There are a whole bunch of theorems in Riemannian geometry to the effect that “if the Riemannian manifold ${M}$ has property A of the curvature, then it has the topological property B.” Over the rest of MaBloWriMo and in the following weeks, I aim to talk about a few such results. The first one characterizes manifolds of negative curvature.

Negative curvature

Let ${M}$ be a Riemannian manifold with Riemannian metric ${g}$ Say that ${M}$ has negative curvature if for all ${p \in M, X,Y \in T_p(M)}$, $\displaystyle g( R(X,Y)Y, X) \leq 0.$

(Later I will interpret this in terms of the sectional curvature, which I have not yet defined.)

Statements

Theorem 1 (Cartan-Hadamard) Let ${M}$ be a complete Riemannian manifold of negative curvature. Then for ${p \in M}$, the map ${\exp_p: T_p(M) \rightarrow M}$ is a covering map. In particular, if ${M}$ is simply connected, then it is diffeomorphic to ${\mathbb{R}^n}$.

Of course, the diffeomorphism doesn’t have to preserve the Riemannian metric.

The strategy of the proof is as follows. First, we will show that the map ${\exp_p}$ is an immersion (though in general not injective), using the discussion yesterday about how Jacobi fields determine the differential of the exponential map. Then we will invoke

Proposition 2 Let ${M}$ be a complete Riemannian manifold. Suppose ${p \in M}$ and the map ${\exp_p}$ is an immersion. Then ${\exp_p}$ is a covering map.

The condition of the result is often stated to the effect that “ ${M}$ has no conjugate points to ${p}$.”

To see this, we will appeal to yet another result:

Theorem 3 (Ambrose) Let ${f: M \rightarrow N}$ be a surjective morphisms of Riemannian manifolds with ${M}$ complete. Suppose ${f}$ preserves the metric on the tangent spaces. Then ${f}$ is a covering map.

I will work backwards to prove these three results.

Proof of Ambrose’s theorem

The idea is to use exponential coordinates. Firstly ${f}$ takes geodesics to geodesics, at least locally. Indeed, ${l(f \circ c) = l(c)}$ if ${c}$ is a curve in ${M}$, geodesics locally minimize length, and ${f}$ is locally an isomorphism of manifolds. By splitting a geodesic in ${M}$ into small pieces, it follows that ${f}$ maps geodesics in ${M}$ to a broken geodesic in ${N}$, but since ${f}$ is smooth, ${f}$ just maps ${M}$-geodesics to ${N}$-geodesics.

So let ${n \in N}$. We will find a small neighborhood ${U}$ of ${n}$ such that ${f^{-1}(U)}$ has components diffeomorphic to ${U}$. Indeed, take ${A \subset T_n(N)}$ an open star-shaped set containing ${0}$ mapped diffeomorphically onto some open set, say ${U}$. If ${r>0}$ is taken very small and ${A}$ is chosen as ${B_r(0_n) = \{ v \in T_n(N): |v| < r\}}$, we can take ${U}$ to be ${B_r(n) = \{ n' \in N: d(n,n') < r \}}$ if ${d}$ is the metric on ${N}$ induced by the Riemannian metric.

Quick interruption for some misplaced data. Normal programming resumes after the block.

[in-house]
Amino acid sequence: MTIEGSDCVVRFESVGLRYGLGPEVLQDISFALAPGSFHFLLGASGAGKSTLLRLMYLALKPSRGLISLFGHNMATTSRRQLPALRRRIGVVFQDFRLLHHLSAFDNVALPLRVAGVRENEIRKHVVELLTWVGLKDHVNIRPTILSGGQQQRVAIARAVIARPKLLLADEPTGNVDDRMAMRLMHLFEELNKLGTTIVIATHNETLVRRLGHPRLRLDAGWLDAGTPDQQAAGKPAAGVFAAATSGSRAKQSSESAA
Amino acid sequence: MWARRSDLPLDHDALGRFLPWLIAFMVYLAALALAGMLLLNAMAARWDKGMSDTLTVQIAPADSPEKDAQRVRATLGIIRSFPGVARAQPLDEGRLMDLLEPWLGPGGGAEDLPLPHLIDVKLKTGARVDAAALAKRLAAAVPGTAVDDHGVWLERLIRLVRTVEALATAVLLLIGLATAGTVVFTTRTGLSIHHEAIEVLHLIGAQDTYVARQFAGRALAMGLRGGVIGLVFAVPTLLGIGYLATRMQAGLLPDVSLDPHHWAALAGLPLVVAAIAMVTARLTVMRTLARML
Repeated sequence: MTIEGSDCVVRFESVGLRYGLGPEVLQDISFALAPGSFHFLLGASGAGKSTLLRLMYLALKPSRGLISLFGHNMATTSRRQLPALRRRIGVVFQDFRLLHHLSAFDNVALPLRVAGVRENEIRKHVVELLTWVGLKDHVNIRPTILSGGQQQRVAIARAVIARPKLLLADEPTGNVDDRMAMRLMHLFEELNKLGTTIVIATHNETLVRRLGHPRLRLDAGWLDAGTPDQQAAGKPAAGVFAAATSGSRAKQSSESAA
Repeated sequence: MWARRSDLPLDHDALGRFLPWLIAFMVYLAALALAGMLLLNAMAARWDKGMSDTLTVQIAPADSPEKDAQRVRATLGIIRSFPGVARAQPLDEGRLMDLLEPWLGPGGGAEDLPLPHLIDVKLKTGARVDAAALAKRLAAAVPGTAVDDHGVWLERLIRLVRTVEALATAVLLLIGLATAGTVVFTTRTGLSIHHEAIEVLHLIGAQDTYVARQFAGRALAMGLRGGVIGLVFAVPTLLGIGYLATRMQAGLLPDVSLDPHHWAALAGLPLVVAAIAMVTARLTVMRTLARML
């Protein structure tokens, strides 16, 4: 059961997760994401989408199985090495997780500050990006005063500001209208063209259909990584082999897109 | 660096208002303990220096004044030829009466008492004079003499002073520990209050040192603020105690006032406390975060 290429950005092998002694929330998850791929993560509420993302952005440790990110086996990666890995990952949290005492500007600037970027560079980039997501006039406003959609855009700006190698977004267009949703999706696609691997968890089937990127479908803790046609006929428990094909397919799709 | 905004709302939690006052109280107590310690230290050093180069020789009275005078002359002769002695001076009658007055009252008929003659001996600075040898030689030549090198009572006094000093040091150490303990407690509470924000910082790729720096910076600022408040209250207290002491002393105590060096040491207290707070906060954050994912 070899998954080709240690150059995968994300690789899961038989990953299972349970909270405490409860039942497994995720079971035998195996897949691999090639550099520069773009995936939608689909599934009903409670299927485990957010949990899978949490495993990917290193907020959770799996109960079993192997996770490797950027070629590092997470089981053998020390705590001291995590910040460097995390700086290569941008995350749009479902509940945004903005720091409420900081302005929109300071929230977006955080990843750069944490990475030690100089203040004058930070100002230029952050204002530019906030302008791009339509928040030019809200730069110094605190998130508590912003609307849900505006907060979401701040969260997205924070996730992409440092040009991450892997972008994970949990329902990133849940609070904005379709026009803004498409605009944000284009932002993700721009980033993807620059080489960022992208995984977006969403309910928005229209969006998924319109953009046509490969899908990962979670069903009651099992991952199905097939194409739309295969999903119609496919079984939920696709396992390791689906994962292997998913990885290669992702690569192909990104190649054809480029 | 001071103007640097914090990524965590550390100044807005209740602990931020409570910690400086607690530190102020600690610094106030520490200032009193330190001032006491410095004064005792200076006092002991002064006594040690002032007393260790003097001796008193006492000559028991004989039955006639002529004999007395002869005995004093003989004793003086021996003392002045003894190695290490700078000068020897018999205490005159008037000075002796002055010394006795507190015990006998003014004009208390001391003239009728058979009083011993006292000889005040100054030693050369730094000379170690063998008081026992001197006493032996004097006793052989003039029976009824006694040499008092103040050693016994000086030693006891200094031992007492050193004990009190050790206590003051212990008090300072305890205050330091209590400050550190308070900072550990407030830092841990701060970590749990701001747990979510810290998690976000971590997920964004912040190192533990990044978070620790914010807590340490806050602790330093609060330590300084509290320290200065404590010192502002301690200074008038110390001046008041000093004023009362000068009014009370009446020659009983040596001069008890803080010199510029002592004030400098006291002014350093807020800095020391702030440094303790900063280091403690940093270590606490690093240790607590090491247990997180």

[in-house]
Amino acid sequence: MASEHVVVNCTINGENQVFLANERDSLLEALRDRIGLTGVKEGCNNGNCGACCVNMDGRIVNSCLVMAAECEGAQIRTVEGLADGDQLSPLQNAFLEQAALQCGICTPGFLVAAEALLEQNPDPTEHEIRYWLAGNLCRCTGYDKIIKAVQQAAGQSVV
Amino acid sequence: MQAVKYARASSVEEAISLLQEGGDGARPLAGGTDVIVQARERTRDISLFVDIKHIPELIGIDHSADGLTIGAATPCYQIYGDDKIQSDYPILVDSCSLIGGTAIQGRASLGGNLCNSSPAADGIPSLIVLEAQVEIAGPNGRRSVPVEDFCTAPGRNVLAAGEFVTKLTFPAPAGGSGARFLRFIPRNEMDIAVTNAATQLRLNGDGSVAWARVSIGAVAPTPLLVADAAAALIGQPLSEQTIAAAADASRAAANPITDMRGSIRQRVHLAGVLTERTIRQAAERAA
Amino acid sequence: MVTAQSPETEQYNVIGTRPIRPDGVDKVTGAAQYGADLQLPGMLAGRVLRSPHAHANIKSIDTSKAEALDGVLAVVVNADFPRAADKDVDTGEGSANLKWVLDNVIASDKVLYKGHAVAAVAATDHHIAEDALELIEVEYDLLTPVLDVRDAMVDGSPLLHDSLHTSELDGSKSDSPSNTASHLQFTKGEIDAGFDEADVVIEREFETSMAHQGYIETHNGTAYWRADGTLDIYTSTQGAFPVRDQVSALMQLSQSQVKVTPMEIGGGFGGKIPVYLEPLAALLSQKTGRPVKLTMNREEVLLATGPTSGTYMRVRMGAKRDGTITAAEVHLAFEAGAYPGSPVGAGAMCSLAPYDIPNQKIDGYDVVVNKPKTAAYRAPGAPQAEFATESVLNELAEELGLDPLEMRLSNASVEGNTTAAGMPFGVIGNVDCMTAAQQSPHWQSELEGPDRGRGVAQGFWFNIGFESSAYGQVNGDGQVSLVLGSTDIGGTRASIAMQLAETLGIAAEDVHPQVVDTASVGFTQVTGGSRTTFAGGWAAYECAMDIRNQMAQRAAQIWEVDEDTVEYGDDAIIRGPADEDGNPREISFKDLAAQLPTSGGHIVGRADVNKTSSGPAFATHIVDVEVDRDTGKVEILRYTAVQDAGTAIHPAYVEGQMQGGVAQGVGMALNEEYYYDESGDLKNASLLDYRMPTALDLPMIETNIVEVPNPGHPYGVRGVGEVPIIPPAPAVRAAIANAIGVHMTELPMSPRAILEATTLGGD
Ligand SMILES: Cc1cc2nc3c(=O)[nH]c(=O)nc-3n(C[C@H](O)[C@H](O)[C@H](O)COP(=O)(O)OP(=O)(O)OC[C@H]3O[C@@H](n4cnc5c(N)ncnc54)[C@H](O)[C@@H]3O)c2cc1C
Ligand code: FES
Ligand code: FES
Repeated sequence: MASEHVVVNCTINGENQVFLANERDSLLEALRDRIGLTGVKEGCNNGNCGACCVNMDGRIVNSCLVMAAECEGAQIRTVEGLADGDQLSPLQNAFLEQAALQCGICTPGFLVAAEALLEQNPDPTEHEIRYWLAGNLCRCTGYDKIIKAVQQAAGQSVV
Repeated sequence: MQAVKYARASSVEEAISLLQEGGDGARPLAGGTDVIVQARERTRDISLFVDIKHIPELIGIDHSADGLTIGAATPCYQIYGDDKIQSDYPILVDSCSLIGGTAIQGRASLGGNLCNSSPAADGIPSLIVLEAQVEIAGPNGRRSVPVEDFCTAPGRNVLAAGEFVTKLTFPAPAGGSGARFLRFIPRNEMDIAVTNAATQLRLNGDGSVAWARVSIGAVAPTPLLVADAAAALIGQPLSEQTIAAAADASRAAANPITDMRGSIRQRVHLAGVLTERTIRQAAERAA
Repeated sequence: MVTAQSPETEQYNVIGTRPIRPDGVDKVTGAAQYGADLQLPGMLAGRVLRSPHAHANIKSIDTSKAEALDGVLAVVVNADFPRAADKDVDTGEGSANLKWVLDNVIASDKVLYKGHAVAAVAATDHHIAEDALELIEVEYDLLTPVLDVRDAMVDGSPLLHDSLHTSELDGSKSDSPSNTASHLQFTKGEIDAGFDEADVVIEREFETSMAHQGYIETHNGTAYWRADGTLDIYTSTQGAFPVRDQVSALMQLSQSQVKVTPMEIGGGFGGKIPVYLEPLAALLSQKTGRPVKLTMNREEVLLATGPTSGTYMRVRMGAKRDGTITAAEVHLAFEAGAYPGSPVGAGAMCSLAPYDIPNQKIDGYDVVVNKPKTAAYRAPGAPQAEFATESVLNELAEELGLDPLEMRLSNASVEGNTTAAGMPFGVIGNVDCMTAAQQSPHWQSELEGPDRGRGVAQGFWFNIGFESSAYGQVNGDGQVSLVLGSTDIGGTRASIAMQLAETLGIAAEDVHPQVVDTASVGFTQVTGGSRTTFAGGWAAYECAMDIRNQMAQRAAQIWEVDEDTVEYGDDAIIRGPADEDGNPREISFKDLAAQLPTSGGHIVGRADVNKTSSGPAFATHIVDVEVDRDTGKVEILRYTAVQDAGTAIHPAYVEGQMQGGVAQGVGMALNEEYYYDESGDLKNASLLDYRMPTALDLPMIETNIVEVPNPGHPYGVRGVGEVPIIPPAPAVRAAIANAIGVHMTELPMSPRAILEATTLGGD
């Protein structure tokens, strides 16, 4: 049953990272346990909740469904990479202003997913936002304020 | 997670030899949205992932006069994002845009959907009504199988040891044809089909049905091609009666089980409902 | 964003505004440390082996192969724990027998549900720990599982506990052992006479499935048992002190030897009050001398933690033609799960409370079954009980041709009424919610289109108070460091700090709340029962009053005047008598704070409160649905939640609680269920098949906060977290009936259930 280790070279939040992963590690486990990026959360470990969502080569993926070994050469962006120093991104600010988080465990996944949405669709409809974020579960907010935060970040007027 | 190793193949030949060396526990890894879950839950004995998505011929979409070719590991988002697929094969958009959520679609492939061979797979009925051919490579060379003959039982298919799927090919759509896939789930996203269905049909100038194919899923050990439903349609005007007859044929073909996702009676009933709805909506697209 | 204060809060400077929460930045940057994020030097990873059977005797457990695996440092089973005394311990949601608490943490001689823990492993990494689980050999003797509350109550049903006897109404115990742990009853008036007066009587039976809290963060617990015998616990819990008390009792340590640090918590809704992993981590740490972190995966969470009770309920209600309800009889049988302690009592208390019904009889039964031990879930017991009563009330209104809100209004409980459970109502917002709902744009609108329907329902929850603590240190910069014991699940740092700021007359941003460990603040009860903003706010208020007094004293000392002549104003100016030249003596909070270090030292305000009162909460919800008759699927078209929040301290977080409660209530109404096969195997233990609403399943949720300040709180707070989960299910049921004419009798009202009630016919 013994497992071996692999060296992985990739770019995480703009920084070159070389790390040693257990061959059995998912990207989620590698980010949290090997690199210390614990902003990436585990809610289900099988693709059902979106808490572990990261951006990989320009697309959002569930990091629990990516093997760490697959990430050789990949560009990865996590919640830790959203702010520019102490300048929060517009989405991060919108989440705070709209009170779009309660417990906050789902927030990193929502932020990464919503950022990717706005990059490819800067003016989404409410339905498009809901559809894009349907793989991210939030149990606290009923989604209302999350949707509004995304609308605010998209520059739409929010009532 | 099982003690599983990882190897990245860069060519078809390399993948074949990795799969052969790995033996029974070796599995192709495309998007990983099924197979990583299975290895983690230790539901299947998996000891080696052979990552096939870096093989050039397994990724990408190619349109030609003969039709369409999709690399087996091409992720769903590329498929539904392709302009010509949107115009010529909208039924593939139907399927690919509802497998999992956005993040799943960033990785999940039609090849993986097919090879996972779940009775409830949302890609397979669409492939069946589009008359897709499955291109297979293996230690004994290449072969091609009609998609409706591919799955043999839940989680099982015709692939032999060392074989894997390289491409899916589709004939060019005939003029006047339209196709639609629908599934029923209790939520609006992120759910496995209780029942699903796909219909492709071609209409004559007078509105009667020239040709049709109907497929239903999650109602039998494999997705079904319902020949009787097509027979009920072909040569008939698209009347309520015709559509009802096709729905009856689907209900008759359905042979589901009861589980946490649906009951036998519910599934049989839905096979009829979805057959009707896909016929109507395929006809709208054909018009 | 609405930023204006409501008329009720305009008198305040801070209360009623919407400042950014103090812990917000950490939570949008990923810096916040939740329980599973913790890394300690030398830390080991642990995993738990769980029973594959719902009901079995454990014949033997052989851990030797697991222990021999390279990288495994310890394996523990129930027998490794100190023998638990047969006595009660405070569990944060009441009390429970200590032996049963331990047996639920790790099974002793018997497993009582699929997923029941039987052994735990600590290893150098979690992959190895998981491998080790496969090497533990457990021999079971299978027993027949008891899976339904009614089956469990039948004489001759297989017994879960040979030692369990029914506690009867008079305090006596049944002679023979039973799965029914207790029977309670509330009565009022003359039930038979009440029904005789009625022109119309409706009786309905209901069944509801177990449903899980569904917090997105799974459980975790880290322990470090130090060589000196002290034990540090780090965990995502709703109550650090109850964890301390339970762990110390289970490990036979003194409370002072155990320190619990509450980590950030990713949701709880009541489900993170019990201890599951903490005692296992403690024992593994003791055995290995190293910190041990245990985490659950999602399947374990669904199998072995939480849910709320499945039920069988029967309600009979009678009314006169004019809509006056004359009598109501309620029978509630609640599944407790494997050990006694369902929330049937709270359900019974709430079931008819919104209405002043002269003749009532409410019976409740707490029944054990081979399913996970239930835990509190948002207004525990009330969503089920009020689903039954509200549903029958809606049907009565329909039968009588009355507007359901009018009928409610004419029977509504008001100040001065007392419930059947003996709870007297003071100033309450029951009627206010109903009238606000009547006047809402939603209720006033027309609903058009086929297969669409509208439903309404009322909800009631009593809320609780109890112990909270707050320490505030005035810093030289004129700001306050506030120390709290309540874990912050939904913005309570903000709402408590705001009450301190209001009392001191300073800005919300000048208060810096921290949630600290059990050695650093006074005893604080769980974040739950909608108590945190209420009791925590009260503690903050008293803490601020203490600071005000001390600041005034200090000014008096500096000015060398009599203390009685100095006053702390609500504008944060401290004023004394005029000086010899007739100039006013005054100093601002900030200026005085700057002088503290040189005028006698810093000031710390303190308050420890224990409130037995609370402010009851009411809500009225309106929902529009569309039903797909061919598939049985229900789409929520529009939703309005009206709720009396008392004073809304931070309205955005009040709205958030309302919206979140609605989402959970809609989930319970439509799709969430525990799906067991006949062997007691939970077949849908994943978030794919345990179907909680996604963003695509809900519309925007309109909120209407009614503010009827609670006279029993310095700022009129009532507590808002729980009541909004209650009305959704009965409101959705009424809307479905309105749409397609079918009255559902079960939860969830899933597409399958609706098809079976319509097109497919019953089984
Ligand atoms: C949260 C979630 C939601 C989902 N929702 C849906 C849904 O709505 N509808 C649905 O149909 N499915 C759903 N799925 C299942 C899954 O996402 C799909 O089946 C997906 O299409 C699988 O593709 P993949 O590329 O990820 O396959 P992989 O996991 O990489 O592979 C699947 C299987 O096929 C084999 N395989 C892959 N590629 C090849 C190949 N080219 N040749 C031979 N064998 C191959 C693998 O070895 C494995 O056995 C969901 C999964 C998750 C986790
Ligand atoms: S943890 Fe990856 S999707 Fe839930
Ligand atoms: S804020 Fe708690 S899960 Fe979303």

Let ${S = f^{-1}(n)}$. Because ${f}$ is a local diffeomorphism, ${S}$ is discrete. I claim that $\displaystyle \boxed{f^{-1}(U) = \{ m \in M: d(m, S) < r \}.}$

Indeed, if ${a,b \in M}$, then ${d(a,b) \geq d(f(a),f(b))}$ because ${f}$ preserves curve lengths. This implies that the second set is contained in the first.

For the other inclusion, let us choose ${s \in S}$ and draw the commutative diagram The image in ${N}$ is ${B_r(n)}$, while by Hopf-Rinow II the image in ${M}$ is ${B_r(s)}$. From the diagram it is even clear that ${f: B_r(s) \rightarrow B_r(n)}$ is a diffeomorphism.

If ${d(f(m), n) < r}$ we can choose a geodesic between ${n}$ and ${f(m)}$ which we can locally, piece-by-piece, lift it to a piecewise-smooth curve ${c}$ starting at ${m}$ and ending at some point of ${f^{-1}(n)}$. Now ${d(c(a),c(b)) }$ is proportional to ${|a-b|}$ so ${c}$ is actually a geodesic (hence smooth) by these arguments. In particular, the length of ${c}$ is ${, and ${d(m, S). This proves the other inclusion.

So we have ${f^{-1}(U) = \bigcup_{s \in S} B_r(s)}$. Each ${B_r(s)}$ is diffeomorphic to ${B_r(n)}$. All we need to show is that ${B_r(s), B_r(s')}$ are disjoint for ${s' \neq s}$. Otherwise we could choose ${q \in B_r(s) \cap B_r(s')}$ and choose geodesics from ${s}$ to ${q}$ in ${B_r(s)}$, and ${s' }$ to ${q}$ in ${B_r(s')}$. The images give two different geodesics from ${f(q)}$ to ${n}$, contradiction. This proves Ambrose’s theorem.

Proof of the proposition

Since the map ${\exp: T_p(M) \rightarrow M}$ is surjective (H-R II) and an immersion by assumption, we can consider the pulled back metric ${\exp^*g}$ on ${T_p(M)}$ and apply Ambrose’s theorem to it. The only thing we have to check is that with the Riemannian metric ${\exp^*g}$ on ${T_p(M)}$, it is complete. But geodesics through the origin exist of arbitrary length—they are just the straight lines through the origin, since these lines are mapped onto geodesics in ${M}$. By H-R, this “completeness at a point” implies the completeness of the whole manifold.

I will actually prove the Cartan-Hadamard theorem in the next post.